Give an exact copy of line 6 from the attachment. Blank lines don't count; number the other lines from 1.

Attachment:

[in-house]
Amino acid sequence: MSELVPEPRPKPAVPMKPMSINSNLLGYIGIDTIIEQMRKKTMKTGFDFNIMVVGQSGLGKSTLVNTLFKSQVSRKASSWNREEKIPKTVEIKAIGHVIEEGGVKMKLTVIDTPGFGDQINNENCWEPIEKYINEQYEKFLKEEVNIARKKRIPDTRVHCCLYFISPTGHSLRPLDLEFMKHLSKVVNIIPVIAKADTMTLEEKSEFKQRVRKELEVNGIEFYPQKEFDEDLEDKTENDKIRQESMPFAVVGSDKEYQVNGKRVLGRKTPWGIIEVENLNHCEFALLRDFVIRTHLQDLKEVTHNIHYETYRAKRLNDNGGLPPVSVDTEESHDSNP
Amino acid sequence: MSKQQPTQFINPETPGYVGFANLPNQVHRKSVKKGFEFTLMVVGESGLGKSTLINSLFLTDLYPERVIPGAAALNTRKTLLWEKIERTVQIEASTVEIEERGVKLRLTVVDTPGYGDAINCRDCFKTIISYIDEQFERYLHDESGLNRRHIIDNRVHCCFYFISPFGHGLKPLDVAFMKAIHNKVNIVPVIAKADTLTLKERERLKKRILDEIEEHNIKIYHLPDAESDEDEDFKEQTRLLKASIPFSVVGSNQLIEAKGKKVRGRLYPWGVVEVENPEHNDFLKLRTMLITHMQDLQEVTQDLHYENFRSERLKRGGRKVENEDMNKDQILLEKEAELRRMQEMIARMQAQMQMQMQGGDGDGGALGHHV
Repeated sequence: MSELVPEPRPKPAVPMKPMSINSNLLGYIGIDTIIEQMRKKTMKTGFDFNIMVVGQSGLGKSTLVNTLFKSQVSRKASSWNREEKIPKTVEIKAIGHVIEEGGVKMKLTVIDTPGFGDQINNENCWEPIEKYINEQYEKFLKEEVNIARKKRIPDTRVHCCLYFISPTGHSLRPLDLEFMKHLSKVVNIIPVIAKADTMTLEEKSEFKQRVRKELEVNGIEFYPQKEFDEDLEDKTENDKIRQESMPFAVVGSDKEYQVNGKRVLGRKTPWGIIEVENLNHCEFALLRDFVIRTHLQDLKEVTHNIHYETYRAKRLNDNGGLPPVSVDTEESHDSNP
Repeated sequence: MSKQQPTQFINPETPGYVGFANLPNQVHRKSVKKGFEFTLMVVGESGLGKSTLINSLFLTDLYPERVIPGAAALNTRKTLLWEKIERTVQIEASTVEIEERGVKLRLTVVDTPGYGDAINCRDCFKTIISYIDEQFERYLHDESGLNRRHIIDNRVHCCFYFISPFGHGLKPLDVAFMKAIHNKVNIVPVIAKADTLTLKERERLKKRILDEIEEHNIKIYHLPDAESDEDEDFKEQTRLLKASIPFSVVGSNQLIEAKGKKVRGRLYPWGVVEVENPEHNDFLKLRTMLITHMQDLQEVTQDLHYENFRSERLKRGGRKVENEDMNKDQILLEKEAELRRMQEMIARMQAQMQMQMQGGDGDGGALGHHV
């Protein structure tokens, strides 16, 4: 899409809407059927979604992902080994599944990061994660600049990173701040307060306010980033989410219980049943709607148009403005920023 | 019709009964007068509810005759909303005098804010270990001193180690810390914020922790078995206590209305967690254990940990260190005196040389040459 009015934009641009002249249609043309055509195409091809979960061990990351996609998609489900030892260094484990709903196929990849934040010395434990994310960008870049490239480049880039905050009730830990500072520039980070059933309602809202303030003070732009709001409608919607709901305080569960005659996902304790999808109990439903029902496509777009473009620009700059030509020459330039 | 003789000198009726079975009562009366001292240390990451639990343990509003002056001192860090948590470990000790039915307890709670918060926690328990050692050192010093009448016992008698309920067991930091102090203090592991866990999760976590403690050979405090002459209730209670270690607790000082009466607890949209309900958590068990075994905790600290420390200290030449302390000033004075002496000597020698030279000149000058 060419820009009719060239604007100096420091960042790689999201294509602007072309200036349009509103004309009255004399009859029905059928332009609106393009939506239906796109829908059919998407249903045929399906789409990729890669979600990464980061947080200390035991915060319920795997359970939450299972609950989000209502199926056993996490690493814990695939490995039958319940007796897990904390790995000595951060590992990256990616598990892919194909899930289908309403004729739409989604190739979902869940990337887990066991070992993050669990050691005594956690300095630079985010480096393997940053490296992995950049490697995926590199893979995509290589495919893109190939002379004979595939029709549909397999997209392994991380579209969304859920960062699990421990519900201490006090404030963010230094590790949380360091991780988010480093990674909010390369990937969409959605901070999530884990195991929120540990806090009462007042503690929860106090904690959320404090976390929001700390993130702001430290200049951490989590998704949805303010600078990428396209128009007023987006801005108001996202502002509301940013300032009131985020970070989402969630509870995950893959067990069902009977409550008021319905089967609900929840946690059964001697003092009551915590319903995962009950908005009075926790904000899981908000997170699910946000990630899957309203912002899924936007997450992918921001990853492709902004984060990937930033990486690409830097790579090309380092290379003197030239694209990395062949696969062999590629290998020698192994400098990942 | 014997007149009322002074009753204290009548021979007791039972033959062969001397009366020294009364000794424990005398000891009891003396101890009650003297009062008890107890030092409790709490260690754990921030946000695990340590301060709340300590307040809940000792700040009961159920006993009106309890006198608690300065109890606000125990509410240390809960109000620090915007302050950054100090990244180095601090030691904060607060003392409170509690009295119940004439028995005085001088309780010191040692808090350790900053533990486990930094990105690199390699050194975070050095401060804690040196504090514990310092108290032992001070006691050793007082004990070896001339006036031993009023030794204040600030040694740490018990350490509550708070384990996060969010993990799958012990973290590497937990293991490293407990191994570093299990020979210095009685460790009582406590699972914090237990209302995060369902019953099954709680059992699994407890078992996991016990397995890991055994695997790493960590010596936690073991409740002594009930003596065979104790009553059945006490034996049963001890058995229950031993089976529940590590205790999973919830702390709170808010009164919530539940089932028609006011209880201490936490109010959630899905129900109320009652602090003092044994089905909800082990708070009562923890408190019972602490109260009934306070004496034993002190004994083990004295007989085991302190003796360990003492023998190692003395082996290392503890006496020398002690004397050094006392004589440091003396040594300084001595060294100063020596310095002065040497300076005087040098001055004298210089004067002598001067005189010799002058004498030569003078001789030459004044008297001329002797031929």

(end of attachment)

């Protein structure tokens, strides 16, 4: 899409809407059927979604992902080994599944990061994660600049990173701040307060306010980033989410219980049943709607148009403005920023 | 019709009964007068509810005759909303005098804010270990001193180690810390914020922790078995206590209305967690254990940990260190005196040389040459 009015934009641009002249249609043309055509195409091809979960061990990351996609998609489900030892260094484990709903196929990849934040010395434990994310960008870049490239480049880039905050009730830990500072520039980070059933309602809202303030003070732009709001409608919607709901305080569960005659996902304790999808109990439903029902496509777009473009620009700059030509020459330039 | 003789000198009726079975009562009366001292240390990451639990343990509003002056001192860090948590470990000790039915307890709670918060926690328990050692050192010093009448016992008698309920067991930091102090203090592991866990999760976590403690050979405090002459209730209670270690607790000082009466607890949209309900958590068990075994905790600290420390200290030449302390000033004075002496000597020698030279000149000058 060419820009009719060239604007100096420091960042790689999201294509602007072309200036349009509103004309009255004399009859029905059928332009609106393009939506239906796109829908059919998407249903045929399906789409990729890669979600990464980061947080200390035991915060319920795997359970939450299972609950989000209502199926056993996490690493814990695939490995039958319940007796897990904390790995000595951060590992990256990616598990892919194909899930289908309403004729739409989604190739979902869940990337887990066991070992993050669990050691005594956690300095630079985010480096393997940053490296992995950049490697995926590199893979995509290589495919893109190939002379004979595939029709549909397999997209392994991380579209969304859920960062699990421990519900201490006090404030963010230094590790949380360091991780988010480093990674909010390369990937969409959605901070999530884990195991929120540990806090009462007042503690929860106090904690959320404090976390929001700390993130702001430290200049951490989590998704949805303010600078990428396209128009007023987006801005108001996202502002509301940013300032009131985020970070989402969630509870995950893959067990069902009977409550008021319905089967609900929840946690059964001697003092009551915590319903995962009950908005009075926790904000899981908000997170699910946000990630899957309203912002899924936007997450992918921001990853492709902004984060990937930033990486690409830097790579090309380092290379003197030239694209990395062949696969062999590629290998020698192994400098990942 | 014997007149009322002074009753204290009548021979007791039972033959062969001397009366020294009364000794424990005398000891009891003396101890009650003297009062008890107890030092409790709490260690754990921030946000695990340590301060709340300590307040809940000792700040009961159920006993009106309890006198608690300065109890606000125990509410240390809960109000620090915007302050950054100090990244180095601090030691904060607060003392409170509690009295119940004439028995005085001088309780010191040692808090350790900053533990486990930094990105690199390699050194975070050095401060804690040196504090514990310092108290032992001070006691050793007082004990070896001339006036031993009023030794204040600030040694740490018990350490509550708070384990996060969010993990799958012990973290590497937990293991490293407990191994570093299990020979210095009685460790009582406590699972914090237990209302995060369902019953099954709680059992699994407890078992996991016990397995890991055994695997790493960590010596936690073991409740002594009930003596065979104790009553059945006490034996049963001890058995229950031993089976529940590590205790999973919830702390709170808010009164919530539940089932028609006011209880201490936490109010959630899905129900109320009652602090003092044994089905909800082990708070009562923890408190019972602490109260009934306070004496034993002190004994083990004295007989085991302190003796360990003492023998190692003395082996290392503890006496020398002690004397050094006392004589440091003396040594300084001595060294100063020596310095002065040497300076005087040098001055004298210089004067002598001067005189010799002058004498030569003078001789030459004044008297001329002797031929």